The city’s primary and general elections this year were the first to follow the battery of campaign finance changes passed by the City Council following the 2018 Charter revision. In addition to increasing the matching rate on contributions for local donors, reforms to the matching funds program included tightening the contribution limit for competitive Council races from $2,850 to $1,000 and increasing the max matchable amount for citywide offices.

City Council candidates who opt into the public funds program are required to raise at least $5,000 in donations within the district they are running in. They also must adhere to strict spending limits and submit a financial disclosure statement to the city Conflicts of Interest Board.

The matching funds program “amplifies the voice of average New Yorkers in city elections by matching their small contributions with public funds,” says the Campaign Finance Board (CFB).

“By increasing the value of small-dollar contributions, the program reduces the possibility and perception of corruption from large contributions and unlimited campaign spending, and encourages citizens from all walks of life to run for office,” the CFB adds.

Of course, other changes to city elections may also have influenced the outcomes in this year’s Council primaries, the experts at the Brennan Center said. Term limits, part of city law since 1993, and the transition to a ranked-choice voting system during the primary have also helped flatten traditional obstacles on the political playing field.

“Research on term limits and ranked-choice voting, however, shows the policies do not always have the effect some proponents seek of increasing diversity and representation, sometimes resulting in the opposite,” the experts note.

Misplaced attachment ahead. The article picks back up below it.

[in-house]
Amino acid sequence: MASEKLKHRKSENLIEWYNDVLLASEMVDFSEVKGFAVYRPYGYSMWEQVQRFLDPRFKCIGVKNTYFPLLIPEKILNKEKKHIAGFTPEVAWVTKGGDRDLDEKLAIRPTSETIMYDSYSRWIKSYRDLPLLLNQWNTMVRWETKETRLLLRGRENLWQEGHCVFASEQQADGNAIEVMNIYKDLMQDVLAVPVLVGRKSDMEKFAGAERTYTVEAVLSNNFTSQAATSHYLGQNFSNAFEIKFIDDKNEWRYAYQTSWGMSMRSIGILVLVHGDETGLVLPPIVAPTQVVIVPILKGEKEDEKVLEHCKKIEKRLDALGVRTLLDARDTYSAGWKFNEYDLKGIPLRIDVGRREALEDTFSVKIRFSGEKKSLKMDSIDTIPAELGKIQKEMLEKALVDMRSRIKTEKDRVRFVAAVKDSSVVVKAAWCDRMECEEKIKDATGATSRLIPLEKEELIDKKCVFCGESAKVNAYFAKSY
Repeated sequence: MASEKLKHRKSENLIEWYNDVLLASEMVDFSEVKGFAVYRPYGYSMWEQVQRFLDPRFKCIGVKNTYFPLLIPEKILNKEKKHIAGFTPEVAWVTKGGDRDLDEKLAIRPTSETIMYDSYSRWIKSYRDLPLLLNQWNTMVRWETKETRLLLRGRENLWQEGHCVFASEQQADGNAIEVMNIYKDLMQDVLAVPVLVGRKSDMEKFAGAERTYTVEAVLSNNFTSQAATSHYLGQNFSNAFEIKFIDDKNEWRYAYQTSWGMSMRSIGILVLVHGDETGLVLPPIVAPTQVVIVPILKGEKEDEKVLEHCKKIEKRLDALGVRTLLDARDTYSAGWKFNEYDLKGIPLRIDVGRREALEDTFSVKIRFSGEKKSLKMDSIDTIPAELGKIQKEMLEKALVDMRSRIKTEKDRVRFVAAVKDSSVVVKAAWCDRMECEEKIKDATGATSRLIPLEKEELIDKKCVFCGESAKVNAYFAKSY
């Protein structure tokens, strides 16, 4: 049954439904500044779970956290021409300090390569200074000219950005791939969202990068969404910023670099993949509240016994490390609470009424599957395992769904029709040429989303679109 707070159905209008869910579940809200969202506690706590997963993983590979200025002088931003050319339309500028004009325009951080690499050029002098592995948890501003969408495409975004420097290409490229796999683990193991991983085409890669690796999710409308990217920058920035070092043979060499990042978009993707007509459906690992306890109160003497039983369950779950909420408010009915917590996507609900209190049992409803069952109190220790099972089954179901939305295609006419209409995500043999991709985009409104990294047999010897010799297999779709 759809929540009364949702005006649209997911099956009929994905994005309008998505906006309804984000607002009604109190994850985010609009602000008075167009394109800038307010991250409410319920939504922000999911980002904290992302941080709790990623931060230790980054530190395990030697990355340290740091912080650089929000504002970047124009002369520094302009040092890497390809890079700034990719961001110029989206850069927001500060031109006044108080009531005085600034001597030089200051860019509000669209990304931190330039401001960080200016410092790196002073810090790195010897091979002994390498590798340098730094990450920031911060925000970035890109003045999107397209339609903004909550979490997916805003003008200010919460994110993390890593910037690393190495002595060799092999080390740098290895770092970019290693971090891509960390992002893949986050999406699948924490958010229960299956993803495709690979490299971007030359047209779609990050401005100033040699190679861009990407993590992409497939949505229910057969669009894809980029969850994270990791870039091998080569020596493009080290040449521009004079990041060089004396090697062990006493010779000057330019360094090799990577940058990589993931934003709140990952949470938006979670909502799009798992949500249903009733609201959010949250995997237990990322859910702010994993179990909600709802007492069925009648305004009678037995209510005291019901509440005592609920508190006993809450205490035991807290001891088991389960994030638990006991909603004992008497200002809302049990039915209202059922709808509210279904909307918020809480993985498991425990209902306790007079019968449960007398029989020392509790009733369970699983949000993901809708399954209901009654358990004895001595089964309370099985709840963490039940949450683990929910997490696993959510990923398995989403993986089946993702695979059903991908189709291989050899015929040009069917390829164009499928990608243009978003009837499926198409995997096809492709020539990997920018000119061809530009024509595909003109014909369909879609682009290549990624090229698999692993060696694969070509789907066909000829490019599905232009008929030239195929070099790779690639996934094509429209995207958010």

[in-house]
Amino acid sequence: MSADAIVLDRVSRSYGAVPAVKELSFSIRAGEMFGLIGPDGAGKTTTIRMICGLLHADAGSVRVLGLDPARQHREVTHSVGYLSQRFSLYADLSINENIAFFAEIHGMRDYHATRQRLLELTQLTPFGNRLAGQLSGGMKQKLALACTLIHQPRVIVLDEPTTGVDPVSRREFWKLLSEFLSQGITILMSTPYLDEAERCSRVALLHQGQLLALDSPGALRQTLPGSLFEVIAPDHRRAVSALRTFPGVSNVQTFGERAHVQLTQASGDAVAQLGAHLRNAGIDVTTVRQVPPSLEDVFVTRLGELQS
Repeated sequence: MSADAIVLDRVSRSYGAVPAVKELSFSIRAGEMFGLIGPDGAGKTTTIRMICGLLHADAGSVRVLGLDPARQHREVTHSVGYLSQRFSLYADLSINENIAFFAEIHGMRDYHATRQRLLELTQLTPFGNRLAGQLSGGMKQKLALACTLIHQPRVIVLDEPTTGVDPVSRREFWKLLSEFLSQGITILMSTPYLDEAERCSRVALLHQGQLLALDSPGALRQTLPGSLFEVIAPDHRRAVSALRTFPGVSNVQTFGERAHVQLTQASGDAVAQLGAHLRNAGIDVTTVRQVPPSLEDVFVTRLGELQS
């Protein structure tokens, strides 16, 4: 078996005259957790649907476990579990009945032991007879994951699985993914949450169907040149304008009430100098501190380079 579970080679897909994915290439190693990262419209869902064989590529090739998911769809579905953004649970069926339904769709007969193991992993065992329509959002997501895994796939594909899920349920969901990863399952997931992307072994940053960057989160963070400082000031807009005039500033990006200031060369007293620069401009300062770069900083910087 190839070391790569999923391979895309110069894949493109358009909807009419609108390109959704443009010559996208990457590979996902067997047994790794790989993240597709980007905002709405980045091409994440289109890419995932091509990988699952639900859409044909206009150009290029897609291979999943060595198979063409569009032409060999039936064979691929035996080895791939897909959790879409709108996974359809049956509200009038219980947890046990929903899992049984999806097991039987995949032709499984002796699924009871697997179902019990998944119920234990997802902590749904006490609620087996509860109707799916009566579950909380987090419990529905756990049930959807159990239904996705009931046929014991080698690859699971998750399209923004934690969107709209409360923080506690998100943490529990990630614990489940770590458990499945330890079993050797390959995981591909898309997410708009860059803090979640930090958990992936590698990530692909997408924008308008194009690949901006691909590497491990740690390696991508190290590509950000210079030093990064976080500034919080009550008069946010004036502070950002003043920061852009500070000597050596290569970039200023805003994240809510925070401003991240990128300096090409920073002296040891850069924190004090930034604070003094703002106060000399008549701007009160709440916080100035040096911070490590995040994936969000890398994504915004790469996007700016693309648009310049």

“Indeed, the historical barriers that women, people of color, and particularly women of color face in traditional fundraising have impeded their ability to compete even for open seats,” they added.

What else can and should New York do?’

More reforms could follow, too, strengthening New York’s position as a model for other jurisdictions, election experts told City Limits.

“What else can and should New York do?” said Chisun Lee, deputy director of election reform at the Brennan Center.

“I think we’ve seen—especially in the wake of the two state ballot proposals that were meant to open access to voting—that New York City and State have a long way to go to improve administration of elections,” Lee said, including voter education and the persistent problem of low voter turnout.

Voters on Nov. 2 shot down two ballot proposals that experts say would have strengthened the state’s voting rights: One that would have done away with a requirement that citizens be registered to vote at least 10 days before an election, paving the way for same-day voter registration; and another to make it easier for New Yorkers to vote by mail, allowing them to request an absentee ballot without needing to provide an excuse, like illness or being out of town.